Breach Management

Breach Management: Best Practices and Policies


Cybercrime puts any business at risk—more so now than ever before, as the recent Target and Sony attacks emphasize. Cybercriminals are constantly working to find devious ways to destroy brands, disrupt operations, and steal information. Breach management policies are the key to addressing these growing cybercrime risks. The two concepts that business leaders must consider while developing breach management policies are business resilience and risk management.

Business resilience is a developing concept in business continuity. Business resilience is about more than disaster recovery and business continuity. Modern business resilience means enacting policies that allow organizations to detect, fight, and manage cybercrime and information security breaches. It also means finding technologies, processes, and people that can most effectively adapt to new threats. Business resilience must incorporate all of these measures to maintain brand equity.

In the breach management and security area, best practices can change significantly as technology advances. Analysis of risk management, due care, and due diligence demands a mastery of four areas. We can summarize these as Actor, Target, Effect, and Practice, or ATEP:

  • Actor – who may target your business

  • Target – what data they are hoping to steal

  • Effect – all possible consequences

  • Practice – the techniques used to commit cybercrimes

Actors: Who Gains from Security Breaches?

An important Internet security trend is the rising number of attacks from hacker groups that are connected to and backed by governments. The Guardians of the Peace (GOP), responsible for the Sony hack, are a good example of this newer kind of group. These “hacktivists” use many of the same techniques as traditional hackers—data destruction, data leaks, malware, viruses, and website defacement—but with support from a sponsoring nation. Indicators of this kind of security breach include chatter about hacking on social media, threats regarding stolen information, and attempted denial-of-service attacks.

To improve security, management must understand the motives of potential attackers. Managers can do this by:

  • Implementing strong anti-phishing technologies and malware protection

  • Gaining insight into all geopolitical and social effects of a company’s actions

  • Planning and training for the brand equity, cyber security, public relations, and technical impacts of an attack

  • Identifying all potentially valuable corporate data from the perspective of hacktivists and the nations that support them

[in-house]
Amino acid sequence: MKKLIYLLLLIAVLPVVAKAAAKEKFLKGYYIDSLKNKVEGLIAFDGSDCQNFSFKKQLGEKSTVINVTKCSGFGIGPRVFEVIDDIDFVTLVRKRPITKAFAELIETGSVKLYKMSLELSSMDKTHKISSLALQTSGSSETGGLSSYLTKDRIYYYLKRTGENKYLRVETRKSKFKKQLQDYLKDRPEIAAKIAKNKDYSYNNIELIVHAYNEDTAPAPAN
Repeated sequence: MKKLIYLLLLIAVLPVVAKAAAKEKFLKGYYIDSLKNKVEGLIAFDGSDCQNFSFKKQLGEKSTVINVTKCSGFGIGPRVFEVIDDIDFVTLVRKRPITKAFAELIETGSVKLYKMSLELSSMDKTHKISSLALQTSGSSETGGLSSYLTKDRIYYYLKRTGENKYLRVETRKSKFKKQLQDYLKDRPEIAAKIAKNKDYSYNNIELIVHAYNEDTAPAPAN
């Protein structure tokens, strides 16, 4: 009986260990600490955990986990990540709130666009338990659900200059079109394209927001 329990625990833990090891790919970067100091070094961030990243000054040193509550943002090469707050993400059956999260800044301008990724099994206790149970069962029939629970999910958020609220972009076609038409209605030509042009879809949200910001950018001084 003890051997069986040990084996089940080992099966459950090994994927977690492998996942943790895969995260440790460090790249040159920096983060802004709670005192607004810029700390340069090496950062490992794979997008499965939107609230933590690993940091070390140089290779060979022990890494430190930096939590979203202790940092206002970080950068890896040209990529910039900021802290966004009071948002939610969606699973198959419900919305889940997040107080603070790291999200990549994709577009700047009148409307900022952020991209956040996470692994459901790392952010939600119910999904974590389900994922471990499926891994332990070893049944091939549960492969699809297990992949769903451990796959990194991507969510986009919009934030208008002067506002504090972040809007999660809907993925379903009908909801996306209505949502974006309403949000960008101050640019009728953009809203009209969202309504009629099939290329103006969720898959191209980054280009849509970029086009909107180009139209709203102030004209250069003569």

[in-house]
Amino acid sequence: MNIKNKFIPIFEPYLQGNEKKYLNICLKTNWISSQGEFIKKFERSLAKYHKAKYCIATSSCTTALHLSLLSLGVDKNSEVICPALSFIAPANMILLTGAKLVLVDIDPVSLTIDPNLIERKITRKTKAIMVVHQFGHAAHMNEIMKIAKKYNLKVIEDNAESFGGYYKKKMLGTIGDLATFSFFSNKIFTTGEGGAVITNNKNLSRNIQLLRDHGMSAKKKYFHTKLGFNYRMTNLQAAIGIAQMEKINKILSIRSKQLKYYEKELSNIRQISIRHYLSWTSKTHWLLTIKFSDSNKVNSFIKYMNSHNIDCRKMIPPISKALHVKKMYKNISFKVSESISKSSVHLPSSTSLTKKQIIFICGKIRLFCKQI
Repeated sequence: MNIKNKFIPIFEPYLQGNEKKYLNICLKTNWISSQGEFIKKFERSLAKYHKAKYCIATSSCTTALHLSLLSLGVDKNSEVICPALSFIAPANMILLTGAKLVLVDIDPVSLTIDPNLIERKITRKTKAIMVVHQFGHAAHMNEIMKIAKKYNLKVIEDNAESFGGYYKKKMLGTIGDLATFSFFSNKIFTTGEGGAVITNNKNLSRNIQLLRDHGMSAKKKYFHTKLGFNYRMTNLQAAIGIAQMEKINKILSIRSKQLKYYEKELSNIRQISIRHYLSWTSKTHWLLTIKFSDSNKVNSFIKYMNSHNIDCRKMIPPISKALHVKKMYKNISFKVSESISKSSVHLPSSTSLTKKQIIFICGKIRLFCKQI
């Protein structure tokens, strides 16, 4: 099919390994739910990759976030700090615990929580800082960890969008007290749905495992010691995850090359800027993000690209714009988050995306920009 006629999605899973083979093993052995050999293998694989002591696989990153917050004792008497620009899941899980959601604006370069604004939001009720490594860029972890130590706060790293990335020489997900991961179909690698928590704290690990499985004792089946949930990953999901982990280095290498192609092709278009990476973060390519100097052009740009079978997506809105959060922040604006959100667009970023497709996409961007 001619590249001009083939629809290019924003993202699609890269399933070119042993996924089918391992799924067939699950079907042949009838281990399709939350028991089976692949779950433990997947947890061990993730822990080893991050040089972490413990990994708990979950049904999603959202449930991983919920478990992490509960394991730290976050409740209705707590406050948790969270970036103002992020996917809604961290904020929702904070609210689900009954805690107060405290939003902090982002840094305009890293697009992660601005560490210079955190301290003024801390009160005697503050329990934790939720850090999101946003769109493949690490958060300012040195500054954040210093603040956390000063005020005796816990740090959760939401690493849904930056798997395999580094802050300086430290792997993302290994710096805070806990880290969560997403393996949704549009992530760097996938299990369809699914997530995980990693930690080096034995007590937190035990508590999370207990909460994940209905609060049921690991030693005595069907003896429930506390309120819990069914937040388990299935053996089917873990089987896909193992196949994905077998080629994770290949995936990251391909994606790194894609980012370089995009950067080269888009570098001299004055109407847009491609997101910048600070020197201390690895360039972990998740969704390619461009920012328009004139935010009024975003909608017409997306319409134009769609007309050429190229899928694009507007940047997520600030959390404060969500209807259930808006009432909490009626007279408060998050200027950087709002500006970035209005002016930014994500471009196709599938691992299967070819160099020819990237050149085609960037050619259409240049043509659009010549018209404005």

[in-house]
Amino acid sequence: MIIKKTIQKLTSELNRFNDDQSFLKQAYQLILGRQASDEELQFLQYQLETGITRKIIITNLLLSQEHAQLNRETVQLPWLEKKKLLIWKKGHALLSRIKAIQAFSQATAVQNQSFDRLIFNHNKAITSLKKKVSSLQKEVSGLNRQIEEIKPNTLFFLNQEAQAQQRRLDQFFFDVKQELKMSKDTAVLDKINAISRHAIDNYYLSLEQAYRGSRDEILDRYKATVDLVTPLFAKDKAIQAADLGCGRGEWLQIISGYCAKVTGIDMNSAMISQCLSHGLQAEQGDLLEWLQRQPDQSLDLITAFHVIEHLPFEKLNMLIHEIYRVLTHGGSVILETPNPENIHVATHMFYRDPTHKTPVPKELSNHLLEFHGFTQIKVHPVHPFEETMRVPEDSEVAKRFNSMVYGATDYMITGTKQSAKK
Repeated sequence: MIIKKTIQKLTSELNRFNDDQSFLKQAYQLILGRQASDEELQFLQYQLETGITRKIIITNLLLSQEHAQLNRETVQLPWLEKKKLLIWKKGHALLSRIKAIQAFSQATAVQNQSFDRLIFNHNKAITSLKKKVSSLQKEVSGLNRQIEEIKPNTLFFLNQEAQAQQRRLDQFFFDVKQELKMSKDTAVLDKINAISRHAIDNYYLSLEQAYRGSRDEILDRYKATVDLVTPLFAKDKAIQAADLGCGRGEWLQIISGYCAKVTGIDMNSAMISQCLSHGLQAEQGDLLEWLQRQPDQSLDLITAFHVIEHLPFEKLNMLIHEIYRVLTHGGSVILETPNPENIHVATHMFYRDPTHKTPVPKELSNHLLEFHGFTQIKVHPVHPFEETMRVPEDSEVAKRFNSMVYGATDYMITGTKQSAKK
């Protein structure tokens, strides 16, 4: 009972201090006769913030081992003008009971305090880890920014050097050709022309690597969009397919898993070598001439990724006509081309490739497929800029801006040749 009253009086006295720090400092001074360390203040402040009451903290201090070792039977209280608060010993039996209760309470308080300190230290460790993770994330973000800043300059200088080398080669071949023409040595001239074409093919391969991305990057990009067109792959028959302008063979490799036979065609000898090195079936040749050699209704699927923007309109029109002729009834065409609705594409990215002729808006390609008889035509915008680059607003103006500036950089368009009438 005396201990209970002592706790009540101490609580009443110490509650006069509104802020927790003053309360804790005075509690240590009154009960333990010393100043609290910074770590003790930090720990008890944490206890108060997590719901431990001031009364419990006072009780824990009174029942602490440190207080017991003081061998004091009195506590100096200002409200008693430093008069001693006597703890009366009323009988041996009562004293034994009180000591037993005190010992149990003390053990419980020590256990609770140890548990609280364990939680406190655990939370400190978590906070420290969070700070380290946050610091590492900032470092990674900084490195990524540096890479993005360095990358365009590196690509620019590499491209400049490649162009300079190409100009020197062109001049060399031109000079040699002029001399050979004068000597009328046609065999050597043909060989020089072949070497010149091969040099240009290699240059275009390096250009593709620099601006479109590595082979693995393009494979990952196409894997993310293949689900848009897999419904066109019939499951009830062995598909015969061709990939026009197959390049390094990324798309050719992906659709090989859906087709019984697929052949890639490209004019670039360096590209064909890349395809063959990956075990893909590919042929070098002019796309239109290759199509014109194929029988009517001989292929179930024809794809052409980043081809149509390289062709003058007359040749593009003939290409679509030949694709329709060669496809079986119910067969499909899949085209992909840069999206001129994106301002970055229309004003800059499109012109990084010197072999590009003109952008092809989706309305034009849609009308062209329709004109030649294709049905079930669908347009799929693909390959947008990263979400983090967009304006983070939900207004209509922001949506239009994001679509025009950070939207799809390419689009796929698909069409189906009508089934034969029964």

Targets: Employee Data, IP, Documents and Email

Corporate leadership should pay attention to hackers’ targets. What do attackers and hacktivists want from your company? Financial information is an obvious risk. But other items such as intellectual property, internal company documents, medical records (healthcare providers and insurers), customer data, plus private employee information such as banking information and social security numbers, are all prime targets.

Breach management countermeasures include studying similar businesses to determine data breach trends and avoiding any accumulation of data that isn’t necessary. Companies should classify all retained data according to company needs and risk exposure. Then employees should be trained on how to properly classify all data. Obviously, personal information about employees, intellectual property, and medical information are all prime targets. Data breaches in these areas carry significant risk exposure.

Effects: What Will Happen if You Experience a Breach?

Leaked and stolen data cause downtime, damage to your brand, and financial loss. Watch for spikes in volume of read data, unexpected changes to system files, and unusual traffic on the network, especially in the authentication area. Effective countermeasures include implementing two-factor authentication, frequent backups, and sophisticated encryption and traffic monitoring. Your company should also have separate Breach Response (BRP) and Incident Response (IRP) plans.

Practice: Long-term Breach Management

The main struggle for companies dealing with cyber security is making data accessible to those who need it, while at the same time keeping it secure from everyone else. This is because attackers typically seek out freedom of movement and escalation of privileges. Risk assessments that are informed by principles of business resilience are a good start, because not all attacks can be prevented. Internal audit reports and other risk management reporting should be central to the overall strategies and planning of the company.

These breach management best practices will help your company minimize exposure to fraud, theft, and other IT security issues. If your business resilience plan is heavily focused on prevention of cybercrimes, your company will be more successful.